12 May Diversity, Equity and Inclusion Efforts are Still Essential in Times of Crisis
As COVID-19 struck businesses, most of which were completely unprepared for this type of situation, topics as essential as inclusion and diversity in the workplace were pushed to a realm of secondary, non-essential items. As workplaces shut down and employees moved to work from home, the reality and dynamics of the modern workplace in America dramatically shifted to a virtual arena. Meanwhile, some companies are bracing for an oncoming recession, forcing DE&I programs to been shuttered or postponed indefinitely. “We’re down to essential things only,” as it’s become commonplace in the corporate playbook these past 3 months, making the accidental statement that “Diversity work is nice, but not essential.”
We are in two crises right now, an economic crisis and a people crisis, and organizations that acknowledge only one risk exacerbating the other. D&I efforts can be a powerful solution to both challenges — but the nature of diversity work must evolve to meet that charge. We need to broaden our definition of DE&I work to capture the new challenges of working amid a pandemic and develop an approach that focuses on solving real problems, not maintaining appearances. However, responding to COVID-19 Requires DE&I
Too many leaders think of DE&I work narrowly, as a limited set of initiatives aimed at increasing representation through hiring, creating a sense of inclusion through event programming, and pursuing equity through incremental change to processes and policies — all of which is easily downsized during a crisis. But there’s much more under the DE&I umbrella that is essential at moments like this. Leaders need to understand that some of the immediate obstacles they face are also critical DE&I challenges. Here are a few examples.
- Crisis communications. Different segments of customer and employee populations are impacted by the Covid-19 crisis in drastically different ways. Some employees are dealing with inconveniences while others are seeing their families and communities fight to stay alive. Some customers are looking for reassurance that their favorite brands are maintaining business as usual, while others are looking for a signal that businesses are adapting to the crisis. The team of leaders who are on the front lines of communication during and after this crisis needs to demonstrate cultural competence in order to deliver effective, informative, and genuine messages to different groups.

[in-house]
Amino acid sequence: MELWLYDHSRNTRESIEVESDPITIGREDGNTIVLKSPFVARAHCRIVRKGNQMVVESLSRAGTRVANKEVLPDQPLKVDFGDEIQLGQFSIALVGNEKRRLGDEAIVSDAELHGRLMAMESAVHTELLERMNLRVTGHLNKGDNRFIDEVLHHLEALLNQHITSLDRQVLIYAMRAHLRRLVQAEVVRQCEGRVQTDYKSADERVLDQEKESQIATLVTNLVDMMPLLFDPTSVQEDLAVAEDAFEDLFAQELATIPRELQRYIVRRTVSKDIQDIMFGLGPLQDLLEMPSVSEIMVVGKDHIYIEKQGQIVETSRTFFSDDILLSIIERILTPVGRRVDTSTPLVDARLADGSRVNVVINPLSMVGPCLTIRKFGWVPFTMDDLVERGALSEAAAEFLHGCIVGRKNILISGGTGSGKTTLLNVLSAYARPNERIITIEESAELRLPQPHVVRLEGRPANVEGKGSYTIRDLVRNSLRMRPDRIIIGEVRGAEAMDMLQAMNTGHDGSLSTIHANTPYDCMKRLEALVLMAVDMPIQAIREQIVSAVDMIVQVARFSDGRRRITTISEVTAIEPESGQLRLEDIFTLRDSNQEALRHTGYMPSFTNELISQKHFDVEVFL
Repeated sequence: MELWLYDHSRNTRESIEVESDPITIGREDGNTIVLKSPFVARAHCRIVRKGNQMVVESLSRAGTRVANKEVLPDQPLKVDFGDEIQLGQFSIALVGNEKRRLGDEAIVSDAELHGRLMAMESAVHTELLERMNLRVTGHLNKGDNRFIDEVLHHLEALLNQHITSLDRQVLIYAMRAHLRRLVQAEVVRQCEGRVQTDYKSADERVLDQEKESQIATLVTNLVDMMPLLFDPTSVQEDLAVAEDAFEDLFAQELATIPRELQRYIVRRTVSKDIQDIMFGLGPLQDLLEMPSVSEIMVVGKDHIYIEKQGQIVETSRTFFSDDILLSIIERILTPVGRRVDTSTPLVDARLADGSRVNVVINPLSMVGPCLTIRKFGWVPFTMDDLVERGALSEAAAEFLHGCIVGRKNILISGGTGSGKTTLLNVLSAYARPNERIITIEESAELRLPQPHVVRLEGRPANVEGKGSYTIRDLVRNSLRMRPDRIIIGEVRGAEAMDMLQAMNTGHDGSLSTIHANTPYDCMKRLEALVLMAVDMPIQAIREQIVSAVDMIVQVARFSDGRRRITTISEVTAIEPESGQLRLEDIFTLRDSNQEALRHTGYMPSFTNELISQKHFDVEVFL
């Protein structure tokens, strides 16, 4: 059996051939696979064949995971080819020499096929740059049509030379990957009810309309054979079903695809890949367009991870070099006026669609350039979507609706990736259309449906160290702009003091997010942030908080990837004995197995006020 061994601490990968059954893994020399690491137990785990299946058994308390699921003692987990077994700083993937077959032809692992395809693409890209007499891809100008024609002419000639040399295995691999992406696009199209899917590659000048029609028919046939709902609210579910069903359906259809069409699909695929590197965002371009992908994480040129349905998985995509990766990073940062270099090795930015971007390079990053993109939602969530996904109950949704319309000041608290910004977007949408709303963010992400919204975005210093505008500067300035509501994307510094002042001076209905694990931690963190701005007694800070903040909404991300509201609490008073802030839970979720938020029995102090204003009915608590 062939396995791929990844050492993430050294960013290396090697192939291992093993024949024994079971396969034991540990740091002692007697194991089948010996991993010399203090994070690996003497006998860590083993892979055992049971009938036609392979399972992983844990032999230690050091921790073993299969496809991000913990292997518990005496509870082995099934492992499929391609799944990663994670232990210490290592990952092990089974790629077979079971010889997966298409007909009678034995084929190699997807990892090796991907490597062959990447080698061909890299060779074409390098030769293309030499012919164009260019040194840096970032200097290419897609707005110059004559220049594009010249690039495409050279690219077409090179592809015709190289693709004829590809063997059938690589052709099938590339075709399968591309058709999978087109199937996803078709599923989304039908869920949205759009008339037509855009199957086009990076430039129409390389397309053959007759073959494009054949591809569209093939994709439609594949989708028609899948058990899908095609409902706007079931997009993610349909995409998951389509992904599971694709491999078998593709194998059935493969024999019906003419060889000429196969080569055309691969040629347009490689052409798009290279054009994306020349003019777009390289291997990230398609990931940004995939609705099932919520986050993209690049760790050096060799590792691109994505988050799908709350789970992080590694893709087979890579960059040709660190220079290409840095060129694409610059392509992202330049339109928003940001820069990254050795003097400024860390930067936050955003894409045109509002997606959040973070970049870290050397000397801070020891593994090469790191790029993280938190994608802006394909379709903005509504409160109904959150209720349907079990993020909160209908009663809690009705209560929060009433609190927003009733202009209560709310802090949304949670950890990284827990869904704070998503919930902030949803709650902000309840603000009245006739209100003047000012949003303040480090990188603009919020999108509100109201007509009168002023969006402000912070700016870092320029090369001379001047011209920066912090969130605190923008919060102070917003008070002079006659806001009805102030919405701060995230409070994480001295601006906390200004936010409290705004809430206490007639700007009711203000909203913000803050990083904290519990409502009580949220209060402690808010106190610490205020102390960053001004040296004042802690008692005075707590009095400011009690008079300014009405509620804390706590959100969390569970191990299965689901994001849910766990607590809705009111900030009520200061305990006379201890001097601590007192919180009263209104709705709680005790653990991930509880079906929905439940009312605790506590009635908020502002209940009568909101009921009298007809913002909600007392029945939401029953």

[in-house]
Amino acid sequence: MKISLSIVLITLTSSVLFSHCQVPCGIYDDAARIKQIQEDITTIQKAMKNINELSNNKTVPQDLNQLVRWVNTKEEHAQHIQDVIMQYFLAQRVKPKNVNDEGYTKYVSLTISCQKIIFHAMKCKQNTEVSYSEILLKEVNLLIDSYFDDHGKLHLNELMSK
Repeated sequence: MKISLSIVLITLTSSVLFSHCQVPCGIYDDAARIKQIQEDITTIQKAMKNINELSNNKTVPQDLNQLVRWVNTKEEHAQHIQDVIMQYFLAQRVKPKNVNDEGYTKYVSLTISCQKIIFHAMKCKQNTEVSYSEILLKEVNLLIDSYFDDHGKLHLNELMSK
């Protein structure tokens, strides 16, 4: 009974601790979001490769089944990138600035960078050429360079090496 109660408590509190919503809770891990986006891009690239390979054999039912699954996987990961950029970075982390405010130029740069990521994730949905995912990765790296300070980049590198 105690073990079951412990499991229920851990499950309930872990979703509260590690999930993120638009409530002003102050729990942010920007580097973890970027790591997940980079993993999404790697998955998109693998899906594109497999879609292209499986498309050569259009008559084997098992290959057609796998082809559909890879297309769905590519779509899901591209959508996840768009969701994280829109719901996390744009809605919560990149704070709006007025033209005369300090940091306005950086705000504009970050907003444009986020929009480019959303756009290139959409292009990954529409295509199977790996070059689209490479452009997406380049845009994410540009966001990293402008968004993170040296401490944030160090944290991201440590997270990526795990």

- Middle management. The job of being a middle manager just got a lot harder. More than ever, managers are dealing with the impacts of social inequality magnified by a pandemic, scrambling to support employees dealing with increased racial discrimination, those with mental health challenges made worse by stress and anxiety, and those who risk their lives to make a paycheck they can’t afford to miss, to name a few.
- Remote work. Conflict resolution, employee engagement, and problem-solving hinge on how employees connect to their company culture and their feelings of belonging in the organization. Fostering a universal sense of belonging and connection through messaging apps, teleconferencing, and email is a challenging goal, but those that get it right will see enormous payoffs.
Companies that are unable to meet these challenges have far more to lose than they did three months ago. As it is evident that occupational, emotional, and social wellness collide and have become imperative elements of the corporate wellness universe, companies that aren’t able to solve these people-centric challenges — and thus DE&I challenges — will probably suffer the most.